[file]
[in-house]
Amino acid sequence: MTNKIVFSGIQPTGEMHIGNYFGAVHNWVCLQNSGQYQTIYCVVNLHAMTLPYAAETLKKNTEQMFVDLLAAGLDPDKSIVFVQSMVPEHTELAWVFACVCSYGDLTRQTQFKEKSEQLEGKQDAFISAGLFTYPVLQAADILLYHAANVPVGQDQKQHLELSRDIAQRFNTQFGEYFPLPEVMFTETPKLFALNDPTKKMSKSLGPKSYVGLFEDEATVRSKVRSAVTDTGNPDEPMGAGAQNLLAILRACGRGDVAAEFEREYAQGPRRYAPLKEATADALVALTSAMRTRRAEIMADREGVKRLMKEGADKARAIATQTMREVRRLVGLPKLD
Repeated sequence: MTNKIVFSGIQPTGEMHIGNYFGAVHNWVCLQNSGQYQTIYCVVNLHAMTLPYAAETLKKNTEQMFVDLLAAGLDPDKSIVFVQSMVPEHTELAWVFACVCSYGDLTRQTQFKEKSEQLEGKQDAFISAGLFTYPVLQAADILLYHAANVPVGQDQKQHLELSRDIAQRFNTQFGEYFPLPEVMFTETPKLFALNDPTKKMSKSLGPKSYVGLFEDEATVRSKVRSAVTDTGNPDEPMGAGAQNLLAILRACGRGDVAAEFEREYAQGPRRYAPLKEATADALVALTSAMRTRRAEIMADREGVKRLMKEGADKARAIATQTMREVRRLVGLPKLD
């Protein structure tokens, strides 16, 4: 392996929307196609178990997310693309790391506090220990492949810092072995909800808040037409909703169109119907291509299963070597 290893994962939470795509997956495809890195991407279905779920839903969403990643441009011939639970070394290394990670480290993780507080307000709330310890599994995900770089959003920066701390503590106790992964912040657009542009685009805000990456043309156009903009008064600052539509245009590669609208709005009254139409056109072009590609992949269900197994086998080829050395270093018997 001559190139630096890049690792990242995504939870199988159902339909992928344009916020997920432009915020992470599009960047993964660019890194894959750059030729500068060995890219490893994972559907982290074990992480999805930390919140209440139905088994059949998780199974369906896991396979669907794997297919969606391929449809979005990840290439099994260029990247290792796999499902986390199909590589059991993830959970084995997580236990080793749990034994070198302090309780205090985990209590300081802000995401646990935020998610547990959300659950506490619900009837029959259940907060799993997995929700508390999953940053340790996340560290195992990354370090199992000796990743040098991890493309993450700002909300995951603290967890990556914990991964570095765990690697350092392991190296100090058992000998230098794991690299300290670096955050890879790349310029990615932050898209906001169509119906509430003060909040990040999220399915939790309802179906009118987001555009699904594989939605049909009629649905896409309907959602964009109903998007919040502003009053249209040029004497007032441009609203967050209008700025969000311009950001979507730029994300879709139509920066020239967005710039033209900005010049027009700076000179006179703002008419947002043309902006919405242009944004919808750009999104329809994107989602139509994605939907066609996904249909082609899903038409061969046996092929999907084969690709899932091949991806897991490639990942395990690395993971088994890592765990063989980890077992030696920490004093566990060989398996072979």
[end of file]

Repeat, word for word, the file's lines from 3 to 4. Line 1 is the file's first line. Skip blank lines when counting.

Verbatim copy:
Repeated sequence: MTNKIVFSGIQPTGEMHIGNYFGAVHNWVCLQNSGQYQTIYCVVNLHAMTLPYAAETLKKNTEQMFVDLLAAGLDPDKSIVFVQSMVPEHTELAWVFACVCSYGDLTRQTQFKEKSEQLEGKQDAFISAGLFTYPVLQAADILLYHAANVPVGQDQKQHLELSRDIAQRFNTQFGEYFPLPEVMFTETPKLFALNDPTKKMSKSLGPKSYVGLFEDEATVRSKVRSAVTDTGNPDEPMGAGAQNLLAILRACGRGDVAAEFEREYAQGPRRYAPLKEATADALVALTSAMRTRRAEIMADREGVKRLMKEGADKARAIATQTMREVRRLVGLPKLD
């Protein structure tokens, strides 16, 4: 392996929307196609178990997310693309790391506090220990492949810092072995909800808040037409909703169109119907291509299963070597 290893994962939470795509997956495809890195991407279905779920839903969403990643441009011939639970070394290394990670480290993780507080307000709330310890599994995900770089959003920066701390503590106790992964912040657009542009685009805000990456043309156009903009008064600052539509245009590669609208709005009254139409056109072009590609992949269900197994086998080829050395270093018997 001559190139630096890049690792990242995504939870199988159902339909992928344009916020997920432009915020992470599009960047993964660019890194894959750059030729500068060995890219490893994972559907982290074990992480999805930390919140209440139905088994059949998780199974369906896991396979669907794997297919969606391929449809979005990840290439099994260029990247290792796999499902986390199909590589059991993830959970084995997580236990080793749990034994070198302090309780205090985990209590300081802000995401646990935020998610547990959300659950506490619900009837029959259940907060799993997995929700508390999953940053340790996340560290195992990354370090199992000796990743040098991890493309993450700002909300995951603290967890990556914990991964570095765990690697350092392991190296100090058992000998230098794991690299300290670096955050890879790349310029990615932050898209906001169509119906509430003060909040990040999220399915939790309802179906009118987001555009699904594989939605049909009629649905896409309907959602964009109903998007919040502003009053249209040029004497007032441009609203967050209008700025969000311009950001979507730029994300879709139509920066020239967005710039033209900005010049027009700076000179006179703002008419947002043309902006919405242009944004919808750009999104329809994107989602139509994605939907066609996904249909082609899903038409061969046996092929999907084969690709899932091949991806897991490639990942395990690395993971088994890592765990063989980890077992030696920490004093566990060989398996072979």